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Make a Day of It: Astoria at Portland Center Stage and the Fort to Sea Trail in Astoria

Ever wonder why it's named Astoria? Experience the history of this Oregon gem with a trail run and a play!

Astoria at Portland Center Stage - January 14 — February 12, 2017 - On the U.S. Bank Main Stage

Astoria at Portland Center Stage – January 14 — February 12, 2017 – On the U.S. Bank Main Stage

For this installment of Run Oregon’s “Make a Day of It,” we present a lovely trail run and an evening at Portland Center Stage. The play, Astoria (Part 1), is based on the novel “Astoria: John Jacob Astor and Thomas Jefferson’s Lost Pacific Empire: A Story of Wealth, Ambition, and Survival” by Peter Stark, so the trail run will take us to Northern Oregon Coast and the Fort to Sea Trail.

Why a trail run? Well, organized road races weren’t a thing in 1810 when the Astor Expedition (and John Jacob’s expanding fur company) set out for a three-year journey to establish a manned post on the West Coast. Splitting up their party into overland and oversea teams, they would have done more than their fair share of hiking and maybe even setting the first trail running records in the process. The Fort to Sea Trail is a good one to explore: you start out at Fort Clatsop for a 6.5-mile trek through varied terrain. If you’re a nerd like me, you can pretend it’s 1810 with a little inspiration from the replica buildings there.

The Fort to Sea Trail/photo by TrailsNW.com

The Fort to Sea Trail/photo by TrailsNW.com

Definitely wear trail shoes; wear layers and be prepared for wind, rain, and mud. I also think bringing a snack is a good idea, and definitely some water. You can see a trail map of the Fort to Sea Trail here; be sure to take a look so you set off towards the ocean instead of along the river. You will go under Highway 101 before reaching the Sunset Beach Recreation Area and the Pacific. If the entire 13-mile out-and-back is too much mileage for you right now, you can cut the distance down to less than five miles by getting on the trail at Pioneer Church off Clatsop; another option is to drop one vehicle off at the coast and run it one-way with a getaway car.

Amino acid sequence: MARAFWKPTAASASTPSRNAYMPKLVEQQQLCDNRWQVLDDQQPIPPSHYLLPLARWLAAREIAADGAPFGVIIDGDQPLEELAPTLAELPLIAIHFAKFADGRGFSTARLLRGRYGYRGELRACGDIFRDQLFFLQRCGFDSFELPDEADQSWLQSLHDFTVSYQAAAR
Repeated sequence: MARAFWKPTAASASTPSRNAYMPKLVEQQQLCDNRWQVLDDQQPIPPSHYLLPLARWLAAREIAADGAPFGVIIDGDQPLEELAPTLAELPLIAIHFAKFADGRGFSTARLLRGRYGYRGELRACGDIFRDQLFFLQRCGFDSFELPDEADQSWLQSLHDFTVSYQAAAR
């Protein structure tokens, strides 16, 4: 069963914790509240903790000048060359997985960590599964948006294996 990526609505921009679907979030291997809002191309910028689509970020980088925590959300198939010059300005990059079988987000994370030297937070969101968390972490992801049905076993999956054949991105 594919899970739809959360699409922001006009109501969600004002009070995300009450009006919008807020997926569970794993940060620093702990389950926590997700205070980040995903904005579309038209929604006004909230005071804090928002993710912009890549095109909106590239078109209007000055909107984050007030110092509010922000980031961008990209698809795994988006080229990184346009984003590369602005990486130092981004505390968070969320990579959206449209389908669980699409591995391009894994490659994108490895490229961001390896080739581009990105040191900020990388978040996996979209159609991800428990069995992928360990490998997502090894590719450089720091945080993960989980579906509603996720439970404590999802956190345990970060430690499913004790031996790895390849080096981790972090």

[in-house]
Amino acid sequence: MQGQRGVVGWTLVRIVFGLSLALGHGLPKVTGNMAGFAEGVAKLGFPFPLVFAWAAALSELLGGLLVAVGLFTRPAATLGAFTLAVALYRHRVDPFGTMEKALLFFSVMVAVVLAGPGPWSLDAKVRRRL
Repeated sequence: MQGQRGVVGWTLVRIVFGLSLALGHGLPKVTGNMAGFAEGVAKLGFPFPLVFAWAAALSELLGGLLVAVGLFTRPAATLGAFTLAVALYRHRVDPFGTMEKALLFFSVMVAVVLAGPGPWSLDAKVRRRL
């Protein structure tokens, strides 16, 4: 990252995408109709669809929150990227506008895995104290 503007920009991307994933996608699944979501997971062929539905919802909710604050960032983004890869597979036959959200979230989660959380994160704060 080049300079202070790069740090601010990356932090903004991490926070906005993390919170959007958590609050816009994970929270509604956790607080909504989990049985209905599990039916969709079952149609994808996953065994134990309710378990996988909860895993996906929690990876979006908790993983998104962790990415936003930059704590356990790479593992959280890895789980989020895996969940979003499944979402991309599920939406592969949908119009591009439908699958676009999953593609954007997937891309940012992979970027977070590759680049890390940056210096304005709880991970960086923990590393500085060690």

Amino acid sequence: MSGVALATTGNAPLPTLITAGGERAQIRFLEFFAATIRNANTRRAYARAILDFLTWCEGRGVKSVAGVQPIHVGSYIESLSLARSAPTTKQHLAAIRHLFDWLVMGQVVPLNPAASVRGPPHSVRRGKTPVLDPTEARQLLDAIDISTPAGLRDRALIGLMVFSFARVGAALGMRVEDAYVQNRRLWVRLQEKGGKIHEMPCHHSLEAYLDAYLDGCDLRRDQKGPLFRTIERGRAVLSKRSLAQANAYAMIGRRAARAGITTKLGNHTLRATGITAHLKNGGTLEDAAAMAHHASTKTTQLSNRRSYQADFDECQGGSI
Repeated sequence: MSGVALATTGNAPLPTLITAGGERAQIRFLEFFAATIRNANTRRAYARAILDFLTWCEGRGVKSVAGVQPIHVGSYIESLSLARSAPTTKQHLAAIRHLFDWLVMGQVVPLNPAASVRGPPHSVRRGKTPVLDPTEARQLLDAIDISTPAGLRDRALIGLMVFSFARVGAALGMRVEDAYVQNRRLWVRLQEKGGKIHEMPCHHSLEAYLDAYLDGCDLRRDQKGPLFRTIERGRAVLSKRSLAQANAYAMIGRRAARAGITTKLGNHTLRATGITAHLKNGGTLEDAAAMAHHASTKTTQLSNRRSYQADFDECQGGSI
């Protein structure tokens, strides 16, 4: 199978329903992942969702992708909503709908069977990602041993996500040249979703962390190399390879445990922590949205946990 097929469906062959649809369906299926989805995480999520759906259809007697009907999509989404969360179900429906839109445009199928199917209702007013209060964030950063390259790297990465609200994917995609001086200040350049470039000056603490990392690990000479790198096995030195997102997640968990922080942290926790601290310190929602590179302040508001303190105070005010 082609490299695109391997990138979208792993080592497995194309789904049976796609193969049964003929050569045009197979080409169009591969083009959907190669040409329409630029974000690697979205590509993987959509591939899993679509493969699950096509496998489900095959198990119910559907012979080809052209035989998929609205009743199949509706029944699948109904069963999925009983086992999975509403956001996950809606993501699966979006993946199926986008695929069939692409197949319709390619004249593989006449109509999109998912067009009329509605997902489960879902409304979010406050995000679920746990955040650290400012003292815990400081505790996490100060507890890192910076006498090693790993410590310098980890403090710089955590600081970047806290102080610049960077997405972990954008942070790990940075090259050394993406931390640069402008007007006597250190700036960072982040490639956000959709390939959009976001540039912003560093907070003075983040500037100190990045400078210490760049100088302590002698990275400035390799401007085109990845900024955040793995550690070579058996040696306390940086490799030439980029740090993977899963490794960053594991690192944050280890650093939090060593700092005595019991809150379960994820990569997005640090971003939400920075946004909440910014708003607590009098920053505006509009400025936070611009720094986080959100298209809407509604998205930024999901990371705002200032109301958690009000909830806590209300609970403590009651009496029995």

After your invigorating run, head back to Portland and get a shower before getting dressed up* and heading to the Pearl District for the play’s world premiere.

PCS photo by Jennie Baker.

PCS photo by Jennie Baker.

Astoria (Part 1) is the first in a two-season series. This production explores the journeys of the Astor Expedition — including the trail that became the Oregon Trail — right up until the development of the Astoria settlement. Part 2 (next season) explores that settlement and all of the challenges faced by those who were among the first non-natives to make their homes in Oregon. I’m not saying you won’t be able to enjoy Part 2 next year without seeing Part 1, but that’s like reading “Again to Carthage” before “Once a Runner.” It will mean more if you know the first part of the story.

The production opens on January 20 and runs Tuesdays through Sundays through February 12 at Portland Center Stage located at 128 NW 11th in Portland. Tickets start at just $25, and PCS is located near a number of amazing restaurants including the Deschutes Brewery at 211 NW 11th. They also have a cute little bar where you can order a drink to enjoy during the play – just be sure to ask them for a lid.

*This is Portland, so “dressed up” can mean many things; but most people get in what I think of as church clothes. If you have fancy duds, this is a place you can wear them in PDX!

PCS provided photo by Jennie Baker.

PCS provided photo by Jennie Baker.

 

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About Kelly Barten (693 Articles)
I started the Run Oregon blog in February 2007, because I felt like running in Oregon and SW Washington deserved more positive coverage. I also wanted to level the playing field so that small, non-profit races could compete with big events; and to support LOCAL race organizers. I'm a Creighton Bluejay (undergrad) and an Oregon Duck (Sports Marketing MBA), and I live in Tigard with my husband and two kids. My "real job" is working for an incredibly awesome math textbook company doing marketing and production.

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